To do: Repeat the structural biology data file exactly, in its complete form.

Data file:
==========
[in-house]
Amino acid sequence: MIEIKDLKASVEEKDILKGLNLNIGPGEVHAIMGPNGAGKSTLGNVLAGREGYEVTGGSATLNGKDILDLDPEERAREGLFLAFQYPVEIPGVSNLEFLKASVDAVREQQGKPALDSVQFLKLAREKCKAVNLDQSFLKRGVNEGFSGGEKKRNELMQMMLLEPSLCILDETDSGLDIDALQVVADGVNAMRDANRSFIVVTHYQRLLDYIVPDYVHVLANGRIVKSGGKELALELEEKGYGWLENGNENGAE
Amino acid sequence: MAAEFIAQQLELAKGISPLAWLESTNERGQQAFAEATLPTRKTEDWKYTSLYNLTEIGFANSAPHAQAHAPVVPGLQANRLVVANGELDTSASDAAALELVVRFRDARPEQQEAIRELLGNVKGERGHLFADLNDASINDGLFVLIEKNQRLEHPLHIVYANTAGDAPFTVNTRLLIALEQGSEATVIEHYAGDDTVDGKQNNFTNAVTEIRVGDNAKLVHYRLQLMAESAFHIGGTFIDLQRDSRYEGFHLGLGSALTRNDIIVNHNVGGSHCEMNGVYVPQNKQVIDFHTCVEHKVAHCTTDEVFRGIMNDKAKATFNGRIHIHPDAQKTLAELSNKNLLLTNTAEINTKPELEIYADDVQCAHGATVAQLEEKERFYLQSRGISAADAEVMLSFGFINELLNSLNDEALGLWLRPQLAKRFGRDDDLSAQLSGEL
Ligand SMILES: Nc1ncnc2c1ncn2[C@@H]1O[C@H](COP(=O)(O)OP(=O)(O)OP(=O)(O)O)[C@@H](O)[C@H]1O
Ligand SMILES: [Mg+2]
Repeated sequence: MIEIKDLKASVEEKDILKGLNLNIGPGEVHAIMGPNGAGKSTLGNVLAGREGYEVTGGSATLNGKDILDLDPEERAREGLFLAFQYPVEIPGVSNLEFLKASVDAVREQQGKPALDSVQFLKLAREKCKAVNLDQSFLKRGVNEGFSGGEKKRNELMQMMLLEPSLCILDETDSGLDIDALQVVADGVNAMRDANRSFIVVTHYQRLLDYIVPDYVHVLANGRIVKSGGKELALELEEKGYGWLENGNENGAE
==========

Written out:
[in-house]
Amino acid sequence: MIEIKDLKASVEEKDILKGLNLNIGPGEVHAIMGPNGAGKSTLGNVLAGREGYEVTGGSATLNGKDILDLDPEERAREGLFLAFQYPVEIPGVSNLEFLKASVDAVREQQGKPALDSVQFLKLAREKCKAVNLDQSFLKRGVNEGFSGGEKKRNELMQMMLLEPSLCILDETDSGLDIDALQVVADGVNAMRDANRSFIVVTHYQRLLDYIVPDYVHVLANGRIVKSGGKELALELEEKGYGWLENGNENGAE
Amino acid sequence: MAAEFIAQQLELAKGISPLAWLESTNERGQQAFAEATLPTRKTEDWKYTSLYNLTEIGFANSAPHAQAHAPVVPGLQANRLVVANGELDTSASDAAALELVVRFRDARPEQQEAIRELLGNVKGERGHLFADLNDASINDGLFVLIEKNQRLEHPLHIVYANTAGDAPFTVNTRLLIALEQGSEATVIEHYAGDDTVDGKQNNFTNAVTEIRVGDNAKLVHYRLQLMAESAFHIGGTFIDLQRDSRYEGFHLGLGSALTRNDIIVNHNVGGSHCEMNGVYVPQNKQVIDFHTCVEHKVAHCTTDEVFRGIMNDKAKATFNGRIHIHPDAQKTLAELSNKNLLLTNTAEINTKPELEIYADDVQCAHGATVAQLEEKERFYLQSRGISAADAEVMLSFGFINELLNSLNDEALGLWLRPQLAKRFGRDDDLSAQLSGEL
Ligand SMILES: Nc1ncnc2c1ncn2[C@@H]1O[C@H](COP(=O)(O)OP(=O)(O)OP(=O)(O)O)[C@@H](O)[C@H]1O
Ligand SMILES: [Mg+2]
Repeated sequence: MIEIKDLKASVEEKDILKGLNLNIGPGEVHAIMGPNGAGKSTLGNVLAGREGYEVTGGSATLNGKDILDLDPEERAREGLFLAFQYPVEIPGVSNLEFLKASVDAVREQQGKPALDSVQFLKLAREKCKAVNLDQSFLKRGVNEGFSGGEKKRNELMQMMLLEPSLCILDETDSGLDIDALQVVADGVNAMRDANRSFIVVTHYQRLLDYIVPDYVHVLANGRIVKSGGKELALELEEKGYGWLENGNENGAE